Scotland could earn £2 billion a year exporting electricity and become a world leader in new-energy technology, a leading think tank forecasts today.
But the country will realise its full potential only if energy policy is fully devolved from Westminster to Holyrood.
With its natural resources, academic research talent and the energy companies already based here, Scotland has the potential to become a world-leader in new energy generation technologies, Reform Scotland says.
This would be a realistic possibility if the Scottish Government’s ambition of reaching 100 per cent renewable target by 2020 is met, Reform Scotland says in a report Powering Scotland published today.
Reform Scotland also proposes that all of Scotland’s nuclear power stations be phased out at the end of their natural lives because, unlike other forms of energy production, Scotland does not have a competitive advantage in nuclear energy.
Energy powers should be formally devolved to Holyrood so that the Scottish Government can formulate a policy that meets the country’s needs, the think tank proposes in a 15,000-word research paper produced by economist and Reform Scotland Trustee Graeme Blackett, Chairman Ben Thomson and Director Geoff Mawdsley.
While Westminster has theoretical responsibility for energy policy, the Scottish Government has an effective veto through planning powers which created something of an impasse.
Mr Blackett said:- ‘We would support the aim of a substantial increase in energy exports with a target of around half of electricity generated in Scotland being exported because, even using conservative assumptions on prices, this would increase Scottish exports by £2 billion per annum, equivalent to around 17% of manufacturing exports to the rest of the UK.
‘Given that some of the current fossil fuel and nuclear capacity will still be available in 2020, this is feasible if the 100% renewables target set by the Scottish Government is met.’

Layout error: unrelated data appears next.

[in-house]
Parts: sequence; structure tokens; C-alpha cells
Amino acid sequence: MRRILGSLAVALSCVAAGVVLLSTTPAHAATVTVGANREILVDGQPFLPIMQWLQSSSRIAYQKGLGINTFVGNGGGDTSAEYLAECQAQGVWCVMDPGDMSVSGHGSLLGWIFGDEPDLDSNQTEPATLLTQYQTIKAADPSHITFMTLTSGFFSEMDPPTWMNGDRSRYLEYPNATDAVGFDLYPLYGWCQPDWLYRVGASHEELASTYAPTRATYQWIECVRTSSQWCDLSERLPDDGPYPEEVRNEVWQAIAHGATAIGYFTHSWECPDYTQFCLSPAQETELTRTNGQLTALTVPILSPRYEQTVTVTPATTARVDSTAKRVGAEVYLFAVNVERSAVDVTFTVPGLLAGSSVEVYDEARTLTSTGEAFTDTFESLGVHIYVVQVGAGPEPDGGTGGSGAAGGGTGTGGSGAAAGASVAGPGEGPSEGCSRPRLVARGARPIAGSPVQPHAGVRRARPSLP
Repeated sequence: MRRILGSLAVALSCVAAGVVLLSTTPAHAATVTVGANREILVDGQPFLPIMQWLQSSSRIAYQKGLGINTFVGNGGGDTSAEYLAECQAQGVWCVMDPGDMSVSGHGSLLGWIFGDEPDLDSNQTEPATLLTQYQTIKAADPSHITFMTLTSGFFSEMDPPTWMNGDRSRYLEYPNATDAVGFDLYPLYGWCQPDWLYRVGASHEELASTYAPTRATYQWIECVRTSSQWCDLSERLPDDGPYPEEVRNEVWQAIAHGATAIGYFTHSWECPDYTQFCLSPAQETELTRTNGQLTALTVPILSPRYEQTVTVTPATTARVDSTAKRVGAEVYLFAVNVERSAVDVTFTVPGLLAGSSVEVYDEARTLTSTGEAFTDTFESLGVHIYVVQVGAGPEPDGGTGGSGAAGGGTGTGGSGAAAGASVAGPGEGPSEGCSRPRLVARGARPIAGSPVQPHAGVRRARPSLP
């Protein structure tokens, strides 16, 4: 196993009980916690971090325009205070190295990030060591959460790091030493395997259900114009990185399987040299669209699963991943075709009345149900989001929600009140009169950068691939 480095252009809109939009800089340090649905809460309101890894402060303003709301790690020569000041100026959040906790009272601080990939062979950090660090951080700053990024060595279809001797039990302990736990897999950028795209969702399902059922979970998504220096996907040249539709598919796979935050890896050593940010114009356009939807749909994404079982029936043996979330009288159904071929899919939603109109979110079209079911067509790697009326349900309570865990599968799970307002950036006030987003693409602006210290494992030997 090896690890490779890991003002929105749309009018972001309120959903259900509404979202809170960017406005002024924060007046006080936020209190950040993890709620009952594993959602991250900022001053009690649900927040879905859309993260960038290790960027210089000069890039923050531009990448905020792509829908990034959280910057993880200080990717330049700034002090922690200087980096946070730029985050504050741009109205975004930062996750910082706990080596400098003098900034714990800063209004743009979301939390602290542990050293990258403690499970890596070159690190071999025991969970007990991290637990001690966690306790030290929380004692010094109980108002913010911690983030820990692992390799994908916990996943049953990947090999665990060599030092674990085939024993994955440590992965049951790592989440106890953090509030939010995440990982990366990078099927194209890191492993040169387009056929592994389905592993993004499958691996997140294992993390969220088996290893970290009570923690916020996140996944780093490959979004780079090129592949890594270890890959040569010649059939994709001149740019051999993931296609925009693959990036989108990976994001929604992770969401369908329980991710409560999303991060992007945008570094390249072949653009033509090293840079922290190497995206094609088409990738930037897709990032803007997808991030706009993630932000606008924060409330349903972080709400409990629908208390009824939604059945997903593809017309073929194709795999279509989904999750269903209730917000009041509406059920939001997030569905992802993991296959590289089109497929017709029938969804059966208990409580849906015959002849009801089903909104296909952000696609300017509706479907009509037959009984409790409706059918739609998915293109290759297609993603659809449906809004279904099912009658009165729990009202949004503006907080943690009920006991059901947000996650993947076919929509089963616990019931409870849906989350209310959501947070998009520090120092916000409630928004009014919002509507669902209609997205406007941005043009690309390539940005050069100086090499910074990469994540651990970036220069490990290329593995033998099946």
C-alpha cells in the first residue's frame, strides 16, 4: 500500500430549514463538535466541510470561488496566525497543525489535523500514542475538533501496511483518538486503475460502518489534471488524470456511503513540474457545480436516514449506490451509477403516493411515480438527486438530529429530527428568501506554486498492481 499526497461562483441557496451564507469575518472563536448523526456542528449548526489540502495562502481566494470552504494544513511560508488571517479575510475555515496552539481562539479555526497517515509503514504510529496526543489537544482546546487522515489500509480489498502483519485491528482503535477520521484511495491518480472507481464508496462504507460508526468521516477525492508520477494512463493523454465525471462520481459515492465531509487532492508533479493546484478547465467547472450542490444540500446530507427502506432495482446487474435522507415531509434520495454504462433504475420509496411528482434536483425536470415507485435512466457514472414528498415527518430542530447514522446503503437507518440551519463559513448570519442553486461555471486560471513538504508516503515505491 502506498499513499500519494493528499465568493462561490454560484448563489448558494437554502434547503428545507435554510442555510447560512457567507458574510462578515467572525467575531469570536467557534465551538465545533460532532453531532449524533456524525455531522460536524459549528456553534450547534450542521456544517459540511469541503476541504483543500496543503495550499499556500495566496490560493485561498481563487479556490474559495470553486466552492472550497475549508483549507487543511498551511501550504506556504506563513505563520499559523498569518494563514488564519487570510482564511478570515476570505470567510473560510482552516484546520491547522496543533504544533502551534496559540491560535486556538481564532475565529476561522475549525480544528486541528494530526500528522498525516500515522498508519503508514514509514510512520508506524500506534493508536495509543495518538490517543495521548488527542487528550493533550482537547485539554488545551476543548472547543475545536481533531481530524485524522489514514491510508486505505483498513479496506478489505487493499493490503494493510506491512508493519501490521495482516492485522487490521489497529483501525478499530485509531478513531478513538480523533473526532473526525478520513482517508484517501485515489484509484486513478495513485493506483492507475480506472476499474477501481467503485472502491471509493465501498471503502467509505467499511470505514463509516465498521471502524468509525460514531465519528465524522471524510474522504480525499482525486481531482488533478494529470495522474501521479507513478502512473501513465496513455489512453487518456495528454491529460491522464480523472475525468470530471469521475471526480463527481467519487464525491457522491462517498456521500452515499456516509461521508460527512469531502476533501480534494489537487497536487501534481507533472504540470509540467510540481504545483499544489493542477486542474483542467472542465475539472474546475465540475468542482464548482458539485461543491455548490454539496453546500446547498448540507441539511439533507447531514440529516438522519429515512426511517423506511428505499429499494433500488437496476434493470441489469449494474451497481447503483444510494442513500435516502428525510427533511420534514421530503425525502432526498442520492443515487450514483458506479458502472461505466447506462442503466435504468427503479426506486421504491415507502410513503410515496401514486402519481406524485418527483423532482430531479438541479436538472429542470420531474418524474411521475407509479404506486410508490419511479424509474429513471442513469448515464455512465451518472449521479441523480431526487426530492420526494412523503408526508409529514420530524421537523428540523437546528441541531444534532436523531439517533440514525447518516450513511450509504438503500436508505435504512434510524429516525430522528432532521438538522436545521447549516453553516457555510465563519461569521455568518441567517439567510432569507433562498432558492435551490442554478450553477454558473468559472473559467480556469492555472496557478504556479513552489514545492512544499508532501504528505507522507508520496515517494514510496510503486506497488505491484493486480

With the right policies and drive, Scotland could become the biggest exporter of low carbon electricity in Europe, the report authors believe. For that to be realised, a significant majority of the electricity generated in Scotland, – between 50% and 75% – would have to be met from low carbon sources by 2030 so that enough electricity is generated from renewable sources to exceed Scottish demand.
Mr Blackett explained: ‘We support the policy of the SNP Scottish Government and the previous Labour and Liberal Democrat Scottish Executive, which has been to promote renewable energy development. This policy has been successful and it is now the time to go further.
‘The Scottish Government was right to encourage the further acceleration of renewable energy generation by increasing the 2020 renewables target to 100% of Scottish electricity demand. A large proportion of that target can be achieved by wind power – on-shore over the next few years and increasing off-shore as 2020 approaches. The Scottish Government should set longer-term targets to encourage investment and to signal that the country is an attractive location for the development and deployment of new and emerging technologies.
‘Following the devolution of energy policy to the Scottish Government, we would support a policy environment that encourages innovative, ‘low carbon’ sources of energy to accommodate new and emerging technologies that can make a significant economic development and environmental impact, including carbon capture and storage.’
This would include:-
• Increased support for research and development
• A strategy for skills provision from universities and colleges
• A framework for renewable development eg. port, testing and manufacturing facilities
• Accelerated planning arrangements for renewable projects
• Investment in domestic grid to facilitate an increase in new electricity generating capacity, distributed across Scotland
• Support for a wider European grid to facilitate a competitive Europe-wide market in electricity supply
• Access to grid at prices that do not discourage investment
Mr Blackett added:-‘We do not think that Scotland’s existing nuclear power stations should be replaced and we believe that the sites should be used to develop new energy technologies.’
He said that the disadvantages of nuclear electricity generation included cost risks – associated with the risks of capital cost over-run and uncertainty on the long-term costs connected to treating and storing waste – and the limited potential for the nuclear sector to contribute to economic development in Scotland, compared to other generation sources.
The report concludes: ‘Energy policy is crucial to Scotland’s economic future. The energy sector has the potential to make a major contribution to the development of the Scottish economy.
‘As a result of Scotland’s natural energy resources, the strengths of the university research base, the energy companies based in Scotland and a favourable policy environment, Scotland could become a world-leader in new energy generation technologies.
‘Scotland could become a case study in sustainable development and export the technology and know-how around the world. Scotland needs an energy policy that recognises this opportunity and removes the barriers to realising it.’